NEED OF WATER AND MINERALS FOR PLANTS
Water is an essential component of protoplasm. It is an excellent solvent in which the minerals and other solutes are dissolved. It is involved in almost all the chemical reactions that take place in a cell. Water is needed in plant body for the following purposes :
- Photosynthesis : Green leaves use water as raw material for synthesis of glucose.
- Transpiration : A large amount of water is lost in the form of vapour from the aerial parts of plants in order to produce cooling effect and a suction force.
- Transportation : Transportation of mineral salts from roots upwards into the shoots and movement of glucose in downward direction from leaves to all other parts of plant is brought about by water.
- Mechanical function : Stiffness of plant tissues is because of turgidity (fully distended condition) which is brought about by water in plants.
- Stomatal movement : Water controls the opening and closing of stoma.
- Maintaining plants temperature : Water has a high specific heat and thus plants can absorb radiation without any appreciable increase in temperature.
If a constant supply of water is not available, the physiological activities as mentioned above, would cease and the plants will die.
Need of minerals for plants
Minerals absorbed by the roots, are required by plants for the following purposes :
- Magnesium – Essential for synthesis of chlorophyll.
- Zinc – Essential for leaf formation.
- Calcium – Maintains semipermeability of cell membrane.
- Potassium– Controls the opening and closing of stoma.
- Manganese – Essential for photolysis of water in photosynthesis.
- Nitrogen – Required for protein synthesis and hence growth.
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CHARACTERISTICS OF ROOTS FOR ABSORBING WATER
Plants have the potentiality to absorb water through their entire surface right from root, stem, underground root system is specialized to absorb water, as water is available mostly in the soil. The roots are immensely useful for the plants to absorb water because of the following reasons :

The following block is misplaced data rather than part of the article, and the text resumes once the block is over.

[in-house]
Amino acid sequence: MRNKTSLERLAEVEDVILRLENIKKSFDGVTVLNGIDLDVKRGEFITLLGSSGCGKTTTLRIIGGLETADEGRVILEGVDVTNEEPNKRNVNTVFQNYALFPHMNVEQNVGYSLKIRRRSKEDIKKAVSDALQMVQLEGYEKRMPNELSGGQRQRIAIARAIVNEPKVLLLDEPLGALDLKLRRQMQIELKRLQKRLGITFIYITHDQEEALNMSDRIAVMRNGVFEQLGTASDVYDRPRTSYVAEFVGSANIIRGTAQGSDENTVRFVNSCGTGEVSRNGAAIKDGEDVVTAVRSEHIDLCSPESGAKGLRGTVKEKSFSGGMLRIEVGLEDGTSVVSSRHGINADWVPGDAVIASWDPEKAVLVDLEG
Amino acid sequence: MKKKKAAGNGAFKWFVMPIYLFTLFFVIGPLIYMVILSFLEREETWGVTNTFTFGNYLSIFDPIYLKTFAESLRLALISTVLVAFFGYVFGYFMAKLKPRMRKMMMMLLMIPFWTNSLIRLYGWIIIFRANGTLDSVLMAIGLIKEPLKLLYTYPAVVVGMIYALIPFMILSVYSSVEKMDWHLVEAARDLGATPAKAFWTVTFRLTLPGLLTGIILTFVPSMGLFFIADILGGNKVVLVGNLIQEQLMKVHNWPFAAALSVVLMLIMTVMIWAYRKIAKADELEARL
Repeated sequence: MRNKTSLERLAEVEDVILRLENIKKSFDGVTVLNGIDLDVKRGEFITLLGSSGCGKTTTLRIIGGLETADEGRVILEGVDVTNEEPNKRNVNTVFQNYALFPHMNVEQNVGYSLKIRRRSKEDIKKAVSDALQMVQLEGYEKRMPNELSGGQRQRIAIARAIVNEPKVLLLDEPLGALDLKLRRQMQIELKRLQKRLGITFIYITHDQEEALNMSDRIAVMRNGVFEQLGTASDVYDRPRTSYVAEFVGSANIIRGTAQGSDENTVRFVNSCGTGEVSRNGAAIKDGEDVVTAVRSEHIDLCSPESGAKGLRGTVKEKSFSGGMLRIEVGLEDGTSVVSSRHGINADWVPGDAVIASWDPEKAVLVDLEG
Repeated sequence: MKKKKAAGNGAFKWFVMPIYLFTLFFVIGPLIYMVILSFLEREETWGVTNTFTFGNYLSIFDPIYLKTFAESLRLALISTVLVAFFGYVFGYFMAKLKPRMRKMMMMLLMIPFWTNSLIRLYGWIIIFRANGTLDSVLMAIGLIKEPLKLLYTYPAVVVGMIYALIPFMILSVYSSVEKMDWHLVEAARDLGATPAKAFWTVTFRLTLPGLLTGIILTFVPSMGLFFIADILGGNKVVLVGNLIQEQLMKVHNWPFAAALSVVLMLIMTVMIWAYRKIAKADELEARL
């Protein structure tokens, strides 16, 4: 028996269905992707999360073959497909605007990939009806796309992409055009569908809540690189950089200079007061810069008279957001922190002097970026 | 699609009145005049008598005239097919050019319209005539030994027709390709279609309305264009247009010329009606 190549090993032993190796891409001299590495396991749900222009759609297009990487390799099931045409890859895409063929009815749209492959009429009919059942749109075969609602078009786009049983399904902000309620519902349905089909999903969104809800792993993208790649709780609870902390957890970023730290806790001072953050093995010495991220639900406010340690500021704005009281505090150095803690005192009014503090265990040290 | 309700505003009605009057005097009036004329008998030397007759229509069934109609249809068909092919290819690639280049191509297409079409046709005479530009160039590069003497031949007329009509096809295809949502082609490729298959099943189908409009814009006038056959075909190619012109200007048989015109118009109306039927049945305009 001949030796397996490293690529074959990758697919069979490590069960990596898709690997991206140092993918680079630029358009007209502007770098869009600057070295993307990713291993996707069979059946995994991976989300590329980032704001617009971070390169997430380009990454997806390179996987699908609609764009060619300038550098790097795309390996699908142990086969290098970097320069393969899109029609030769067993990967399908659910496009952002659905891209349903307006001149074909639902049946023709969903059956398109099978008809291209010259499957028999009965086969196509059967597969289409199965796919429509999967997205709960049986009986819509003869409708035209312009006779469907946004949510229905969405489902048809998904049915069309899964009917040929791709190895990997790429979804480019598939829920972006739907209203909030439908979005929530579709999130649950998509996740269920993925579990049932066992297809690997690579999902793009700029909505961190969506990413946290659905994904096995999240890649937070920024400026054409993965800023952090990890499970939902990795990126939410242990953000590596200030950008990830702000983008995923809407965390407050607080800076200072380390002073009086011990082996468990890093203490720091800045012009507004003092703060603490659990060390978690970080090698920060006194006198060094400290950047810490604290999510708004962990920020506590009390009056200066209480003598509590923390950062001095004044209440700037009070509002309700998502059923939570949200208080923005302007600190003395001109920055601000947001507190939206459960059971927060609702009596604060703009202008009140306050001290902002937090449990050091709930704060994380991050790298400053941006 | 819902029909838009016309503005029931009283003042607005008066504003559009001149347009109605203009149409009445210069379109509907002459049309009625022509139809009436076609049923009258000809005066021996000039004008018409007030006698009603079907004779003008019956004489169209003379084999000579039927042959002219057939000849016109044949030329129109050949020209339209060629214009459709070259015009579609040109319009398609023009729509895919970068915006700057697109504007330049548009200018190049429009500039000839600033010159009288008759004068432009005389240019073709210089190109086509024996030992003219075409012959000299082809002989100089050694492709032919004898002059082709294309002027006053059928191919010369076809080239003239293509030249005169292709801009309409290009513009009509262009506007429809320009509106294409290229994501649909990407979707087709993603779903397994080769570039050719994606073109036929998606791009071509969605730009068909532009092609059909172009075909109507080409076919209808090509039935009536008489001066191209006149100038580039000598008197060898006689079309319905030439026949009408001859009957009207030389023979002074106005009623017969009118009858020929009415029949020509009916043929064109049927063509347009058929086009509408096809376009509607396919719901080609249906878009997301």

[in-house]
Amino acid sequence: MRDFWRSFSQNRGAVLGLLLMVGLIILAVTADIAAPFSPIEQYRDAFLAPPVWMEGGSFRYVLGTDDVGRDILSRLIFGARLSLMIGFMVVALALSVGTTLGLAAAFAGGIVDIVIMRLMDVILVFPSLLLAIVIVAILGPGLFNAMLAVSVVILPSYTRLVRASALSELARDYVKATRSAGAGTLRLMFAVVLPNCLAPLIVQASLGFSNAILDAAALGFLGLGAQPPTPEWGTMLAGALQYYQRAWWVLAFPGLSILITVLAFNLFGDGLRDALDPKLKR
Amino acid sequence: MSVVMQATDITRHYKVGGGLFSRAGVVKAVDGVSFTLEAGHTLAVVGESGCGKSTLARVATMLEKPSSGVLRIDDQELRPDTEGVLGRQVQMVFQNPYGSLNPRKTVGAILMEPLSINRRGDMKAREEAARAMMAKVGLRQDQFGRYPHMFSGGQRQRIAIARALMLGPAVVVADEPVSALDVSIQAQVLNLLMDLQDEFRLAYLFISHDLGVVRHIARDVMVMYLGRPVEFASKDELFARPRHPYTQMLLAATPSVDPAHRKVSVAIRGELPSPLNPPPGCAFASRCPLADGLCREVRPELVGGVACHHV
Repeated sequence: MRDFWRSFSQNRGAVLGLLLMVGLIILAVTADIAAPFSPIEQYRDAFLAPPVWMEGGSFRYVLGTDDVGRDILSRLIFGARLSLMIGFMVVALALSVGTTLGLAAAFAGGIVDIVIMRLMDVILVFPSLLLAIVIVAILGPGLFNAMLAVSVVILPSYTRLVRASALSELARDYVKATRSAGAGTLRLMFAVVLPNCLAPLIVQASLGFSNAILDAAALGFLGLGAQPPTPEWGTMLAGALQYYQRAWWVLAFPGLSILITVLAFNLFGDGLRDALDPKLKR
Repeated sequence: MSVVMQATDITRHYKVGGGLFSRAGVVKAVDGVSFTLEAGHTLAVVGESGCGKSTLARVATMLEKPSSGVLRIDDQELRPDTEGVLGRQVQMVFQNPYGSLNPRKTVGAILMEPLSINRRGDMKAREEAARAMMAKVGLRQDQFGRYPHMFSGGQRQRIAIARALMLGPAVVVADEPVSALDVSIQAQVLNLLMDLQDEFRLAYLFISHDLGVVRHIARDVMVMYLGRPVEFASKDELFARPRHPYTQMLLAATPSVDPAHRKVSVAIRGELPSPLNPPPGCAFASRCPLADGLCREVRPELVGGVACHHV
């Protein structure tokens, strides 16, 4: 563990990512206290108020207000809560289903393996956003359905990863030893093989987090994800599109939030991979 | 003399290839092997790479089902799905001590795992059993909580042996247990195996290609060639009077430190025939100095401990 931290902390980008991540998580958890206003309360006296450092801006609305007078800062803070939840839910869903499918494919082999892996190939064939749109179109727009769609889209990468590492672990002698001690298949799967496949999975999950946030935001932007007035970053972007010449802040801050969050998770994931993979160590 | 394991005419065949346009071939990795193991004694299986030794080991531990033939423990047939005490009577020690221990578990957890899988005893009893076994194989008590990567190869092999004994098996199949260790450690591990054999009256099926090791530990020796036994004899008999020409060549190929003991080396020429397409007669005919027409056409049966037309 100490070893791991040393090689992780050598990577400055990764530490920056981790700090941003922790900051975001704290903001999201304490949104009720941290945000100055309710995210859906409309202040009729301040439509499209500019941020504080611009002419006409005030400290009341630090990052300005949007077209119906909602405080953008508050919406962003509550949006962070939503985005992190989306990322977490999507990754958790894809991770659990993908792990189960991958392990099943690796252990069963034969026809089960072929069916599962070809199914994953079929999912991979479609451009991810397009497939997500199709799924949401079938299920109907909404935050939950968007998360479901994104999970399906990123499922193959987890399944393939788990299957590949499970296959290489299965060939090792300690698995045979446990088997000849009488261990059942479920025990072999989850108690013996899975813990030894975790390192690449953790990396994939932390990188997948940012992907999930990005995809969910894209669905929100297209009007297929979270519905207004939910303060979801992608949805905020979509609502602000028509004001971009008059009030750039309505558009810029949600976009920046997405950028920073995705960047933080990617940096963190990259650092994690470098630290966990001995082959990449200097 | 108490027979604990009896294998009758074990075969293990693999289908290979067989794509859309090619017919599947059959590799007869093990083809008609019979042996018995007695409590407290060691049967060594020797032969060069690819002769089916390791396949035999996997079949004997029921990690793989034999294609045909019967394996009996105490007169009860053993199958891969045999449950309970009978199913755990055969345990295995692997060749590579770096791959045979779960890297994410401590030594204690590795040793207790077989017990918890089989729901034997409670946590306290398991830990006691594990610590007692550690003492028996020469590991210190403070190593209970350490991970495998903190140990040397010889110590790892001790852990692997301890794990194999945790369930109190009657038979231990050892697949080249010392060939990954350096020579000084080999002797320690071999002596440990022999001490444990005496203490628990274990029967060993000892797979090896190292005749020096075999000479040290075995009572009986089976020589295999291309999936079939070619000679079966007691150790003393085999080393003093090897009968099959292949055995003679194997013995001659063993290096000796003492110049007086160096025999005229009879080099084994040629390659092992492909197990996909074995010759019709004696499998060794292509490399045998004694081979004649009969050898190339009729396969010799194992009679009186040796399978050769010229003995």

(i) Extensive root system with rapid Growth– Roots have extensive root system which grow rapidly in soil. The total length of the root system of a 4-month-old Rye plant is estimated to be 620 km with a daily increase of 5 km.
(ii) Enormous surface area– The extensive root system naturally has tremendous surface area for the absorption of water. In the above Rye plant root system, the surface area is estimated to be 255 m2.
(iii) High concentrated solution – The root hair cells have high concentrated cell sap (an aqueous solution of mineral salts, sugar and organic acids, which is present in their large vacuoles). It has a higher solute concentration than the surrounding soil water.
This character is an important requirement to draw in water from outside by a process called osmosis. That is why, water diffuses from outside into the root cells.
(iv) Thin walls of root hairs – In roots, the most efficient region of water absorption is the root hair zone. Root hair zone has numerous root hairs. It is estimated that the root system of 4-month-old Rye plant bears 14 billion root hairs with a length of 10,000 km.
Root hairs are specialized for water absorption. Like all plant cells, root hairs also have two outer layers – a cell wall and a cell membrane. The cell wall is thin and freely permeable. It allows movement of water molecules and dissolved substances in and out of the cell.